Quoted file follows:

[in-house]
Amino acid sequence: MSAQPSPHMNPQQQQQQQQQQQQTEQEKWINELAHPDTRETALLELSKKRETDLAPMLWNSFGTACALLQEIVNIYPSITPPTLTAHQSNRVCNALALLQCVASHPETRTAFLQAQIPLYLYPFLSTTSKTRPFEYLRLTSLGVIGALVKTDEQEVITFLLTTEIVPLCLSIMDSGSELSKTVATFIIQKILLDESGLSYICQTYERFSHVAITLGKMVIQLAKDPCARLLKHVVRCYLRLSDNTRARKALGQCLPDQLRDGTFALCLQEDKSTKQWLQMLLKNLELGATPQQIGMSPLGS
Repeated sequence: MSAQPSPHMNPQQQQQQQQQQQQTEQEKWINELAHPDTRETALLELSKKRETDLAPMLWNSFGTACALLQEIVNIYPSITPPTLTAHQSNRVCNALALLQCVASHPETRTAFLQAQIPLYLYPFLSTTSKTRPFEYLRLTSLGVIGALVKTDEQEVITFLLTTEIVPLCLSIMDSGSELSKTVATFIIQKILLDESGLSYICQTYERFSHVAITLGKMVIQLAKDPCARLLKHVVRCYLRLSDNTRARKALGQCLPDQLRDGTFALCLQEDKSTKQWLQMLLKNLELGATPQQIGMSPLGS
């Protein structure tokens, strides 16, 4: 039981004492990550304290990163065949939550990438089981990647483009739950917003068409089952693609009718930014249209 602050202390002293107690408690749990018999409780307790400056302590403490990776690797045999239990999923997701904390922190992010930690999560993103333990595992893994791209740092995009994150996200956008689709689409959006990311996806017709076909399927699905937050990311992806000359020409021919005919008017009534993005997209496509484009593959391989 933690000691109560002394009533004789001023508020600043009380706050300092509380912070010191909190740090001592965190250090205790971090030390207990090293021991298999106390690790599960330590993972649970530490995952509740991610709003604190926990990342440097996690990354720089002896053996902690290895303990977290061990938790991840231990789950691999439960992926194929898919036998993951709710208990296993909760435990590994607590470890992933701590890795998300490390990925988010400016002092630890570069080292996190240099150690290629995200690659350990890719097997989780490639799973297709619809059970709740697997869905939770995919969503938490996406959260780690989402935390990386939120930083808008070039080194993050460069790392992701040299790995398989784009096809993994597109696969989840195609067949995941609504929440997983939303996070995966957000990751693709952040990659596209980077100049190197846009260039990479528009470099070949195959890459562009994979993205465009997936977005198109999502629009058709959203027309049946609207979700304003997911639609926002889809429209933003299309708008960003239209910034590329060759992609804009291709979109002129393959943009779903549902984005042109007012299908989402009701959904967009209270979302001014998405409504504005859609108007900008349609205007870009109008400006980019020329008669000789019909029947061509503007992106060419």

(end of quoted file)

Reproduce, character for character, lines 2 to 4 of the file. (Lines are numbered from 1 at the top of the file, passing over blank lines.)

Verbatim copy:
Amino acid sequence: MSAQPSPHMNPQQQQQQQQQQQQTEQEKWINELAHPDTRETALLELSKKRETDLAPMLWNSFGTACALLQEIVNIYPSITPPTLTAHQSNRVCNALALLQCVASHPETRTAFLQAQIPLYLYPFLSTTSKTRPFEYLRLTSLGVIGALVKTDEQEVITFLLTTEIVPLCLSIMDSGSELSKTVATFIIQKILLDESGLSYICQTYERFSHVAITLGKMVIQLAKDPCARLLKHVVRCYLRLSDNTRARKALGQCLPDQLRDGTFALCLQEDKSTKQWLQMLLKNLELGATPQQIGMSPLGS
Repeated sequence: MSAQPSPHMNPQQQQQQQQQQQQTEQEKWINELAHPDTRETALLELSKKRETDLAPMLWNSFGTACALLQEIVNIYPSITPPTLTAHQSNRVCNALALLQCVASHPETRTAFLQAQIPLYLYPFLSTTSKTRPFEYLRLTSLGVIGALVKTDEQEVITFLLTTEIVPLCLSIMDSGSELSKTVATFIIQKILLDESGLSYICQTYERFSHVAITLGKMVIQLAKDPCARLLKHVVRCYLRLSDNTRARKALGQCLPDQLRDGTFALCLQEDKSTKQWLQMLLKNLELGATPQQIGMSPLGS
């Protein structure tokens, strides 16, 4: 039981004492990550304290990163065949939550990438089981990647483009739950917003068409089952693609009718930014249209 602050202390002293107690408690749990018999409780307790400056302590403490990776690797045999239990999923997701904390922190992010930690999560993103333990595992893994791209740092995009994150996200956008689709689409959006990311996806017709076909399927699905937050990311992806000359020409021919005919008017009534993005997209496509484009593959391989 933690000691109560002394009533004789001023508020600043009380706050300092509380912070010191909190740090001592965190250090205790971090030390207990090293021991298999106390690790599960330590993972649970530490995952509740991610709003604190926990990342440097996690990354720089002896053996902690290895303990977290061990938790991840231990789950691999439960992926194929898919036998993951709710208990296993909760435990590994607590470890992933701590890795998300490390990925988010400016002092630890570069080292996190240099150690290629995200690659350990890719097997989780490639799973297709619809059970709740697997869905939770995919969503938490996406959260780690989402935390990386939120930083808008070039080194993050460069790392992701040299790995398989784009096809993994597109696969989840195609067949995941609504929440997983939303996070995966957000990751693709952040990659596209980077100049190197846009260039990479528009470099070949195959890459562009994979993205465009997936977005198109999502629009058709959203027309049946609207979700304003997911639609926002889809429209933003299309708008960003239209910034590329060759992609804009291709979109002129393959943009779903549902984005042109007012299908989402009701959904967009209270979302001014998405409504504005859609108007900008349609205007870009109008400006980019020329008669000789019909029947061509503007992106060419």